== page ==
A new cache of well-preserved Roman writing tablets, some of whose contents have already been deciphered, has been discovered at the Roman fort of Vindolanda.
The earliest-known written reference to London was revealed today (1 June) by MOLA archaeologists, as part of Britain’s largest, earliest, and most significant group of Roman waxed writing tablets. The reference forms part of an address – Londinio Mogontio, ‘To Mogontius [a Celtic personal name], in London’, and appears on a writing tablet dating from c.AD […]
Excavations on MOD land in Bulford, Wiltshire, have uncovered 150 Anglo-Saxon graves spanning the later 7th to early 8th century, and a host of prehistoric finds – as well as new insights into early medieval burial practices. Containing the remains of men, women, and children, the burials were arranged in neat rows, packed closely together […]
One year after Richard III’s reinterment, the University of Leicester has released a 3D interactive representation of the king’s grave and skeleton. Created by University of Leicester Archaeological Services (ULAS), who excavated the Greyfriars site where Richard III had been laid to rest, the fully rotatable computer model shows the king’s remains in situ as they were […]
September is a momentous month for Scottish archaeology. It opens with delegates gathering for the prestigious European Association of Archaeologists conference in Glasgow, and then launches into the inaugural Scottish Archaeology and Heritage Festival. Lesley McEwan guides us through some of the events on offer. It is with great excitement that we will launch the […]
Holt Castle in Denbighshire, northeast Wales, was built under Edward I and later served as Richard II’s treasury but today its royal connections are far from obvious. Plundered for stone to build the 17th century Eaton Hall in Cheshire, the once-mighty fortification has been reduced to overgrown ruins. Now, however, a Castle Studies Trust-funded project […]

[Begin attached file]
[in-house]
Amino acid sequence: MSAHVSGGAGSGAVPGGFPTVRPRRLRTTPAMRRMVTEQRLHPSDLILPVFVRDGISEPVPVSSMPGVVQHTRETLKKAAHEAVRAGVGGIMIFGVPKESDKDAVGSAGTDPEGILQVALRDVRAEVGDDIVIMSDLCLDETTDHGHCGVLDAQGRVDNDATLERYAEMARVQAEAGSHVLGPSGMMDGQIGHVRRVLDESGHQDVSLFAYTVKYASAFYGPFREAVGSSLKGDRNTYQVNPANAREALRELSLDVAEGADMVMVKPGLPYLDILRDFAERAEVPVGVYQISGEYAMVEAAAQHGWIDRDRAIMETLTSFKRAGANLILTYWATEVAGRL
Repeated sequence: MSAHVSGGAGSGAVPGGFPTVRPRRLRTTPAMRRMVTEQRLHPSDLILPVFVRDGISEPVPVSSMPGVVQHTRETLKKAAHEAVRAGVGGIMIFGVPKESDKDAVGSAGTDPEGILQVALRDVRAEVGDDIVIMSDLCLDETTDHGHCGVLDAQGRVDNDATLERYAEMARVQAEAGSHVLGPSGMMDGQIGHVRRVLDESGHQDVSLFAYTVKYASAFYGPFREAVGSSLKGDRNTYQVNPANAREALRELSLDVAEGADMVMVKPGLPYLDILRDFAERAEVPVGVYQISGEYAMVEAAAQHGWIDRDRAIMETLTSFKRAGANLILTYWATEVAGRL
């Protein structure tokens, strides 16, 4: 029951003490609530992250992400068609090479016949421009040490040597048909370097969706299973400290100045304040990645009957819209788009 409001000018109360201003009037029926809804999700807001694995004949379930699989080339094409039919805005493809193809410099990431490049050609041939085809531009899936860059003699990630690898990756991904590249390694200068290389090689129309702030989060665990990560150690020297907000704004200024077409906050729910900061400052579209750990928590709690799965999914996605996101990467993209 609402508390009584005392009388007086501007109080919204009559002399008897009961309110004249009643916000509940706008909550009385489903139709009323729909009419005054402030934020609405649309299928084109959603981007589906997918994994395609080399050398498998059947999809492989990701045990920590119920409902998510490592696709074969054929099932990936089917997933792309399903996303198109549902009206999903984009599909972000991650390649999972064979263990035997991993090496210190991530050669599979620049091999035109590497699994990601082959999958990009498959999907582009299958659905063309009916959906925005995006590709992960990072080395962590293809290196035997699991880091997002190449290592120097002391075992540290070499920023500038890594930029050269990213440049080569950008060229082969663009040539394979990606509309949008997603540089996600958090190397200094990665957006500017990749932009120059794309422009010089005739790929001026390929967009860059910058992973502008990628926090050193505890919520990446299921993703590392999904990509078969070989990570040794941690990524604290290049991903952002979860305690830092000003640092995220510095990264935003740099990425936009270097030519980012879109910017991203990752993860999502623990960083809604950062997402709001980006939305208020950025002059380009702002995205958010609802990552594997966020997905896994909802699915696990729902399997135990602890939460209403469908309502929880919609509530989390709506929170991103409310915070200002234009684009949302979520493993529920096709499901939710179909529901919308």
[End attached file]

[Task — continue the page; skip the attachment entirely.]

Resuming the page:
For anyone hoping to visit the Maryport Roman Temples Project, make sure you get there before 14 August, when the 5-year project finishes.
Fans of Classical mythology (or the Game of Thrones series!) may be interested in the latest news from Colchester, where a conservator has just completed the painstaking process of cleaning a newly-discovered copper-alloy harpy. Standing 98mm tall, with an intricately detailed face (topped with braided hair), wings, talons, and scales, the Roman figurine is the […]
The recent discovery of a rare Roman tombstone by Cotswold Archaeology in Cirencester (CA 302) is being celebrated by the launch of a new beer named in honour of the woman it commemorates. ‘Bodicacia’ – a 4.7% golden ale that contains a variety of English hops including the floral ‘Boadicea’ – has been brewed by […]
April Fool! Did we catch you out with our ‘breaking news’ about the earliest-known representation of the Easter Bunny? Sadly this discovery only exists in our imaginations – but the artefact we featured is real, though in reality it is a 2nd-3rd century Roman brooch from Lincolnshire. You can read its entry on the Portable […]